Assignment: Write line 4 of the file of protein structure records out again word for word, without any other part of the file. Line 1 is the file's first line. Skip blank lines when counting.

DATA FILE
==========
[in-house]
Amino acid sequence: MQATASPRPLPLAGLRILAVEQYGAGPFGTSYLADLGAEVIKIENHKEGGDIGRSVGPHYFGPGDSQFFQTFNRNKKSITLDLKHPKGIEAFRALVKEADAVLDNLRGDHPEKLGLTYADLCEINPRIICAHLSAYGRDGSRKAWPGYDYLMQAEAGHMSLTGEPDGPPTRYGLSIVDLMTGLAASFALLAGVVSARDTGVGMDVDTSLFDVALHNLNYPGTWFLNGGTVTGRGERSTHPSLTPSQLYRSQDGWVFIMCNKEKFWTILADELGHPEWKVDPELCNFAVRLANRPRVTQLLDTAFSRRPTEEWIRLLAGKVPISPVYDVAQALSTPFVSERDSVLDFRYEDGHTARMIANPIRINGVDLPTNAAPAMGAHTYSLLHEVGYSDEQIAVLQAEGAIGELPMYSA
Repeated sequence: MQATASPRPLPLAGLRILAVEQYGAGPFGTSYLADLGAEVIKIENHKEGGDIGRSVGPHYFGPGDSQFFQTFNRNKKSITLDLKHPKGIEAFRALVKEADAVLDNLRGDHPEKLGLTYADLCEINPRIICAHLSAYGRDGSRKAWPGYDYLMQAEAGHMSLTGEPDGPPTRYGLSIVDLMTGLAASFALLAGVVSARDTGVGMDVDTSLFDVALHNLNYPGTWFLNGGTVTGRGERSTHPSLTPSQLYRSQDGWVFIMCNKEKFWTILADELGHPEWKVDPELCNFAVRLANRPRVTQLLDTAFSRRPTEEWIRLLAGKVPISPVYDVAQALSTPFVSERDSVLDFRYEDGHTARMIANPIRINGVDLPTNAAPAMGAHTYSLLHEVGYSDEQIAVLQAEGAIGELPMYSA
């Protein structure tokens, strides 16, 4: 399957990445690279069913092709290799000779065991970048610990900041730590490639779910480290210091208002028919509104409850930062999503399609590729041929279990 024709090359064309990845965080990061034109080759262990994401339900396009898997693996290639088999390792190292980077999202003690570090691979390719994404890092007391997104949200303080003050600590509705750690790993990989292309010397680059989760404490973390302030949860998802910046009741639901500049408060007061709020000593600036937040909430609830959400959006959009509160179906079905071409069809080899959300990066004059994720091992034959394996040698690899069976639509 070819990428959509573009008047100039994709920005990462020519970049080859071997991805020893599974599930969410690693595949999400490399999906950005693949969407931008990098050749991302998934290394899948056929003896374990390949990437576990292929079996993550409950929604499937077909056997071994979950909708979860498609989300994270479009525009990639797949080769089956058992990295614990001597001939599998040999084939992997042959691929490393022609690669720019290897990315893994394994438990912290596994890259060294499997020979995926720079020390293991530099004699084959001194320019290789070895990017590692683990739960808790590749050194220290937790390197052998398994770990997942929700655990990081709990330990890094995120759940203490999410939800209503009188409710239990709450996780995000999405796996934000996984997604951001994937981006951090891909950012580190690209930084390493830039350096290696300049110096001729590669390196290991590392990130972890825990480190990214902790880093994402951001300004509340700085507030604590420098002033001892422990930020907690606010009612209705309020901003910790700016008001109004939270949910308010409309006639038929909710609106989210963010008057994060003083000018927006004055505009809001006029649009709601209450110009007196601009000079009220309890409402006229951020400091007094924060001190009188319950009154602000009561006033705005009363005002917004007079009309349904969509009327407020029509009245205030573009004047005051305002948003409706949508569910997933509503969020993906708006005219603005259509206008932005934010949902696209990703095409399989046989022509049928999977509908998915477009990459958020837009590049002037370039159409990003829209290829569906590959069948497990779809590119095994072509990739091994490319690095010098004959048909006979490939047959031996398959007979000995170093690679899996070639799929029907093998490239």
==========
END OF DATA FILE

């Protein structure tokens, strides 16, 4: 399957990445690279069913092709290799000779065991970048610990900041730590490639779910480290210091208002028919509104409850930062999503399609590729041929279990 024709090359064309990845965080990061034109080759262990994401339900396009898997693996290639088999390792190292980077999202003690570090691979390719994404890092007391997104949200303080003050600590509705750690790993990989292309010397680059989760404490973390302030949860998802910046009741639901500049408060007061709020000593600036937040909430609830959400959006959009509160179906079905071409069809080899959300990066004059994720091992034959394996040698690899069976639509 070819990428959509573009008047100039994709920005990462020519970049080859071997991805020893599974599930969410690693595949999400490399999906950005693949969407931008990098050749991302998934290394899948056929003896374990390949990437576990292929079996993550409950929604499937077909056997071994979950909708979860498609989300994270479009525009990639797949080769089956058992990295614990001597001939599998040999084939992997042959691929490393022609690669720019290897990315893994394994438990912290596994890259060294499997020979995926720079020390293991530099004699084959001194320019290789070895990017590692683990739960808790590749050194220290937790390197052998398994770990997942929700655990990081709990330990890094995120759940203490999410939800209503009188409710239990709450996780995000999405796996934000996984997604951001994937981006951090891909950012580190690209930084390493830039350096290696300049110096001729590669390196290991590392990130972890825990480190990214902790880093994402951001300004509340700085507030604590420098002033001892422990930020907690606010009612209705309020901003910790700016008001109004939270949910308010409309006639038929909710609106989210963010008057994060003083000018927006004055505009809001006029649009709601209450110009007196601009000079009220309890409402006229951020400091007094924060001190009188319950009154602000009561006033705005009363005002917004007079009309349904969509009327407020029509009245205030573009004047005051305002948003409706949508569910997933509503969020993906708006005219603005259509206008932005934010949902696209990703095409399989046989022509049928999977509908998915477009990459958020837009590049002037370039159409990003829209290829569906590959069948497990779809590119095994072509990739091994490319690095010098004959048909006979490939047959031996398959007979000995170093690679899996070639799929029907093998490239």